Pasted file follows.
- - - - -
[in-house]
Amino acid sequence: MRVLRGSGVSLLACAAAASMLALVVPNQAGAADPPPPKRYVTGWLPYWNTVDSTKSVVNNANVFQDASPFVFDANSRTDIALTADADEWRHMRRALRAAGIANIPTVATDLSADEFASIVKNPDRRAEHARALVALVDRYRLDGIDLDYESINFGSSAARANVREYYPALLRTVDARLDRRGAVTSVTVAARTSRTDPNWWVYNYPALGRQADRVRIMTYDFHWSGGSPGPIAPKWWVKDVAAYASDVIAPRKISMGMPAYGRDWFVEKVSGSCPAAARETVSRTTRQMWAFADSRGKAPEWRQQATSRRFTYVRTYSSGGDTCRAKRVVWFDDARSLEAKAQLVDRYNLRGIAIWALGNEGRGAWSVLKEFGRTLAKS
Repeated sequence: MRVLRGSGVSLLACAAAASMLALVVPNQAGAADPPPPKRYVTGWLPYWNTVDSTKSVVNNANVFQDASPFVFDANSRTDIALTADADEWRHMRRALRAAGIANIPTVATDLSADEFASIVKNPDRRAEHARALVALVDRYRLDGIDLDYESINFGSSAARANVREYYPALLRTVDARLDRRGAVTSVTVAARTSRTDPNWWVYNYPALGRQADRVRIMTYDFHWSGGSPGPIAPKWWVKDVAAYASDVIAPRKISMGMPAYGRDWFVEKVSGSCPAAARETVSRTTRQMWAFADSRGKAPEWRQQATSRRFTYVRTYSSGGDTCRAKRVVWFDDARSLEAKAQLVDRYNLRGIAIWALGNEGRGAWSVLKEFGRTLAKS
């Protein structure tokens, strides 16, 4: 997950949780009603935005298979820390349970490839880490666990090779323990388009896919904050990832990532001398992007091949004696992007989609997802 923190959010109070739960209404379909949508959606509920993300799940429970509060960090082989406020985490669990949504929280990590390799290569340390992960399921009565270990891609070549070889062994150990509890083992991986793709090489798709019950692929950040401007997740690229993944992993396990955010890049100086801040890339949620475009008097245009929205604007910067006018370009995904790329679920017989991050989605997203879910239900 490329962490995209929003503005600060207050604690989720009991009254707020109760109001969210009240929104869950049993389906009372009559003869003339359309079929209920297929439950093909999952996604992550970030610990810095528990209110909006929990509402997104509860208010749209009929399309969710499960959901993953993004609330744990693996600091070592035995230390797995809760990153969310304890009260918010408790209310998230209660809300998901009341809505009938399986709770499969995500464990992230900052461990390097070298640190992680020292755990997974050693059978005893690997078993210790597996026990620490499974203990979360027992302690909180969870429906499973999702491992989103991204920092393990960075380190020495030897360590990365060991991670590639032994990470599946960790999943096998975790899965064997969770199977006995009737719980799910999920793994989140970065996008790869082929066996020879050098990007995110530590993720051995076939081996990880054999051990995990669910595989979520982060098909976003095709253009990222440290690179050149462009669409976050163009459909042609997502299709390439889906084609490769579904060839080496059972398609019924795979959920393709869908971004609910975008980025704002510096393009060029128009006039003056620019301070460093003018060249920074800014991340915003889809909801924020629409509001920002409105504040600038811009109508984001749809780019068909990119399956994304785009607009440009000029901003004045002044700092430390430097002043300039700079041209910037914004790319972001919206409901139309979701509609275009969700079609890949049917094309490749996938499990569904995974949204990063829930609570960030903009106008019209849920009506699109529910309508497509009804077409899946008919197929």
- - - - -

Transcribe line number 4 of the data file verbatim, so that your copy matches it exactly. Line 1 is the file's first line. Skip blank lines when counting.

């Protein structure tokens, strides 16, 4: 997950949780009603935005298979820390349970490839880490666990090779323990388009896919904050990832990532001398992007091949004696992007989609997802 923190959010109070739960209404379909949508959606509920993300799940429970509060960090082989406020985490669990949504929280990590390799290569340390992960399921009565270990891609070549070889062994150990509890083992991986793709090489798709019950692929950040401007997740690229993944992993396990955010890049100086801040890339949620475009008097245009929205604007910067006018370009995904790329679920017989991050989605997203879910239900 490329962490995209929003503005600060207050604690989720009991009254707020109760109001969210009240929104869950049993389906009372009559003869003339359309079929209920297929439950093909999952996604992550970030610990810095528990209110909006929990509402997104509860208010749209009929399309969710499960959901993953993004609330744990693996600091070592035995230390797995809760990153969310304890009260918010408790209310998230209660809300998901009341809505009938399986709770499969995500464990992230900052461990390097070298640190992680020292755990997974050693059978005893690997078993210790597996026990620490499974203990979360027992302690909180969870429906499973999702491992989103991204920092393990960075380190020495030897360590990365060991991670590639032994990470599946960790999943096998975790899965064997969770199977006995009737719980799910999920793994989140970065996008790869082929066996020879050098990007995110530590993720051995076939081996990880054999051990995990669910595989979520982060098909976003095709253009990222440290690179050149462009669409976050163009459909042609997502299709390439889906084609490769579904060839080496059972398609019924795979959920393709869908971004609910975008980025704002510096393009060029128009006039003056620019301070460093003018060249920074800014991340915003889809909801924020629409509001920002409105504040600038811009109508984001749809780019068909990119399956994304785009607009440009000029901003004045002044700092430390430097002043300039700079041209910037914004790319972001919206409901139309979701509609275009969700079609890949049917094309490749996938499990569904995974949204990063829930609570960030903009106008019209849920009506699109529910309508497509009804077409899946008919197929």